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Suicide intervention

Desiree M Seponski, Charity M Somo, Sovandara Kao, Cindy J Lahar, Sareth Khann, Tanja Schunert
BACKGROUND: Our recent report demonstrates that 5.5% of Cambodian women have previously attempted suicide. Despite these high rates and critical need for intervention, research on suicide attempts in Cambodia is lacking, and life-saving information on suicide prevention is therefore unknown. AIMS: This study explores factors impacting Cambodian women suicide attempts. METHOD: A total of 1,801 women participated in the large national survey during which 100 of these women (5...
October 12, 2018: Crisis
Yossi Levi-Belz, Lilac Lev-Ari
BACKGROUND AND AIMS: The world loses approximately one million people to suicide every year, leaving behind many suicide-loss survivors, family members and friends, who are significantly affected by the traumatic loss. Yet some suicide-loss survivors not only manage to cope with the loss, but actually experience posttraumatic growth (PTG). To date, no studies have fully examined the psychological processes that underlie this personal positive change. We hypothesized that attachment style would predict PTG and this association would be mediated by self-disclosure and social support...
October 12, 2018: Crisis
Angela Clapperton, Stuart Newstead, Lyndal Bugeja, Jane Pirkis
BACKGROUND: Mental illness is an established risk factor for suicide. To develop effective prevention interventions and strategies, the demographic characteristics and stressors (other than, or in addition to, mental illness) that can influence a person's decision to die by suicide need to be identified. AIM: To examine cases of suicide by the presence or absence of a diagnosed mental illness (mental illness status) to identify differences in factors associated with suicide in the groups...
October 12, 2018: Crisis
Silvana Bonilla, Samuel Nurko
Chronic abdominal pain is frequently encountered in pediatric practice. A large proportion of cases meet Rome criteria for abdominal pain-functional gastrointestinal disorders (AP-FGIDs). These disorders are costly and, in some cases, lead to impairment of daily functioning and overall quality of life. Pathophysiologic mechanisms include early stressful events, visceral hypersensitivity, dysmotility, changes in intestinal microbiota, and altered central nervous system processing. They are considered disorders of the brain-gut interaction...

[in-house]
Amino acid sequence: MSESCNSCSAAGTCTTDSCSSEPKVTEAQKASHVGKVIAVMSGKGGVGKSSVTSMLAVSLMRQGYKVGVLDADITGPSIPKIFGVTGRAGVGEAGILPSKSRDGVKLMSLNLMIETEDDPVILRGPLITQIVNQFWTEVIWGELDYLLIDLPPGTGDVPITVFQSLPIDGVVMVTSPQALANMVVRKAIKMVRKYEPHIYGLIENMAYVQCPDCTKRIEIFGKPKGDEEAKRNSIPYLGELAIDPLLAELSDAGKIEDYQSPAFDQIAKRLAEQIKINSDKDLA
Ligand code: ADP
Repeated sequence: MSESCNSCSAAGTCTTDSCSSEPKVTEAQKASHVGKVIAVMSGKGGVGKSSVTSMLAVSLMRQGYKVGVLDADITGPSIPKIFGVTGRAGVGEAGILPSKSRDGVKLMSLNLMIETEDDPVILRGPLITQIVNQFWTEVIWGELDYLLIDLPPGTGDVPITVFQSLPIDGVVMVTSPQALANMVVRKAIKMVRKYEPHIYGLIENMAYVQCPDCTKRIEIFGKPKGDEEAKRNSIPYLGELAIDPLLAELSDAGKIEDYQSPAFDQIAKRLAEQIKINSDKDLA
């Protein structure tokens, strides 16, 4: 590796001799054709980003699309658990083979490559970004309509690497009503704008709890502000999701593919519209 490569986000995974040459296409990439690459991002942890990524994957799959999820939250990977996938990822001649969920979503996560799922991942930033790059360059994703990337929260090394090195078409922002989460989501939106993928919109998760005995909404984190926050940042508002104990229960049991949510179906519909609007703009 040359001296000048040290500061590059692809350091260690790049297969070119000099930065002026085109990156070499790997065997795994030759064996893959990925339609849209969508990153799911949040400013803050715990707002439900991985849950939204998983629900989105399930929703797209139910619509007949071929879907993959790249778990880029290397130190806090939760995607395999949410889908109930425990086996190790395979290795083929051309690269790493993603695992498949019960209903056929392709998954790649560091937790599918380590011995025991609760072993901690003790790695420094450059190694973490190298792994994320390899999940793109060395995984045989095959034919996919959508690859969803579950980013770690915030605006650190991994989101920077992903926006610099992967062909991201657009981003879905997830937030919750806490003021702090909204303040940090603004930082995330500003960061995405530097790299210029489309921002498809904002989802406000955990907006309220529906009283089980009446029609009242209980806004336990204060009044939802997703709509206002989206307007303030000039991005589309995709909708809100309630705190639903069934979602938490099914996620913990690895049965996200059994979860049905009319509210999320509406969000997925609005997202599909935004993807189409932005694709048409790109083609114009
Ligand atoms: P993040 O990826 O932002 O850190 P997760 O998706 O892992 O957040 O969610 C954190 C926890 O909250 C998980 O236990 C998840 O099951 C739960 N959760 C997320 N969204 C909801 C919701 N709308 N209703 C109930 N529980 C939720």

2018: Clinical and Experimental Gastroenterology
Daniel Flynn, Mary Kells, Mary Joyce, Paul Corcoran, Justina Hurley, Conall Gillespie, Catalina Suarez, Michaela Swales, Ella Arensman
Dialectical behavior therapy (DBT) is an effective intervention for treating adults with emotional and behavioral dysregulation. The National DBT Project, Ireland was established in 2013 to coordinate the implementation of DBT across public community mental health settings at a national level. This study describes the implementation and evaluation of DBT across multiple independent sites in adult mental health services (AMHS). The Consolidated Framework for Implementation Research was used to guide this national implementation where barriers and facilitators to DBT implementation were considered...
October 11, 2018: Journal of Personality Disorders
Scott H Waltman, David Shearer, Bret A Moore